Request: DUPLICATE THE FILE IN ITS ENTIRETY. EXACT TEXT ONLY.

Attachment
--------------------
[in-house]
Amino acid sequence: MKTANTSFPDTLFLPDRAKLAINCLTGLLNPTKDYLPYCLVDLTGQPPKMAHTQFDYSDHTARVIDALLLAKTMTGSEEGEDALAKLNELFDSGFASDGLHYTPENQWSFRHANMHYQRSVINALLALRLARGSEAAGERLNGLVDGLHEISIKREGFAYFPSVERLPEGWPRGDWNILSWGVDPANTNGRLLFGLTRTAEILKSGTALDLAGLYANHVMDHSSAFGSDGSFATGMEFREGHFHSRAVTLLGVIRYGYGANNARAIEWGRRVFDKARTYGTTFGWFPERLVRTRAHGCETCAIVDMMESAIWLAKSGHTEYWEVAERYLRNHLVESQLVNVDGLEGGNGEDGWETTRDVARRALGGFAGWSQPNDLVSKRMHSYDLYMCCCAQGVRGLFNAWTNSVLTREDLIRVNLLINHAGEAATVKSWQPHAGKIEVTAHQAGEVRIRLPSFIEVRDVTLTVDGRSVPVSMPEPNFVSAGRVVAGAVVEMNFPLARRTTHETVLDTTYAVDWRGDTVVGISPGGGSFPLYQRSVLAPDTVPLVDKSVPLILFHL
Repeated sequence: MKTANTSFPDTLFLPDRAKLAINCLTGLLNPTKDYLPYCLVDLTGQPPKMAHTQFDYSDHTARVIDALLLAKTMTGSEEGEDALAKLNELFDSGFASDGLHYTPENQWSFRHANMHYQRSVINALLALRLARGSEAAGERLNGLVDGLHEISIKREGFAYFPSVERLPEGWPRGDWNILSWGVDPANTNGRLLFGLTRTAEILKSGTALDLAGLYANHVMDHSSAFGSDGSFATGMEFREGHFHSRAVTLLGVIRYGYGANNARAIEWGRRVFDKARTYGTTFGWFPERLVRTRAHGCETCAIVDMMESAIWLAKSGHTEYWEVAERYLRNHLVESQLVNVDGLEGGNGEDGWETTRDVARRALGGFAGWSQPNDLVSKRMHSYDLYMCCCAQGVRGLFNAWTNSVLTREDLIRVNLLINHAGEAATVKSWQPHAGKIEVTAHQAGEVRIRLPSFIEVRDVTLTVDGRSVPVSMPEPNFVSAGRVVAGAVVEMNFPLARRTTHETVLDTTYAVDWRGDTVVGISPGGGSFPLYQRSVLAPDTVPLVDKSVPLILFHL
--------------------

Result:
[in-house]
Amino acid sequence: MKTANTSFPDTLFLPDRAKLAINCLTGLLNPTKDYLPYCLVDLTGQPPKMAHTQFDYSDHTARVIDALLLAKTMTGSEEGEDALAKLNELFDSGFASDGLHYTPENQWSFRHANMHYQRSVINALLALRLARGSEAAGERLNGLVDGLHEISIKREGFAYFPSVERLPEGWPRGDWNILSWGVDPANTNGRLLFGLTRTAEILKSGTALDLAGLYANHVMDHSSAFGSDGSFATGMEFREGHFHSRAVTLLGVIRYGYGANNARAIEWGRRVFDKARTYGTTFGWFPERLVRTRAHGCETCAIVDMMESAIWLAKSGHTEYWEVAERYLRNHLVESQLVNVDGLEGGNGEDGWETTRDVARRALGGFAGWSQPNDLVSKRMHSYDLYMCCCAQGVRGLFNAWTNSVLTREDLIRVNLLINHAGEAATVKSWQPHAGKIEVTAHQAGEVRIRLPSFIEVRDVTLTVDGRSVPVSMPEPNFVSAGRVVAGAVVEMNFPLARRTTHETVLDTTYAVDWRGDTVVGISPGGGSFPLYQRSVLAPDTVPLVDKSVPLILFHL
Repeated sequence: MKTANTSFPDTLFLPDRAKLAINCLTGLLNPTKDYLPYCLVDLTGQPPKMAHTQFDYSDHTARVIDALLLAKTMTGSEEGEDALAKLNELFDSGFASDGLHYTPENQWSFRHANMHYQRSVINALLALRLARGSEAAGERLNGLVDGLHEISIKREGFAYFPSVERLPEGWPRGDWNILSWGVDPANTNGRLLFGLTRTAEILKSGTALDLAGLYANHVMDHSSAFGSDGSFATGMEFREGHFHSRAVTLLGVIRYGYGANNARAIEWGRRVFDKARTYGTTFGWFPERLVRTRAHGCETCAIVDMMESAIWLAKSGHTEYWEVAERYLRNHLVESQLVNVDGLEGGNGEDGWETTRDVARRALGGFAGWSQPNDLVSKRMHSYDLYMCCCAQGVRGLFNAWTNSVLTREDLIRVNLLINHAGEAATVKSWQPHAGKIEVTAHQAGEVRIRLPSFIEVRDVTLTVDGRSVPVSMPEPNFVSAGRVVAGAVVEMNFPLARRTTHETVLDTTYAVDWRGDTVVGISPGGGSFPLYQRSVLAPDTVPLVDKSVPLILFHL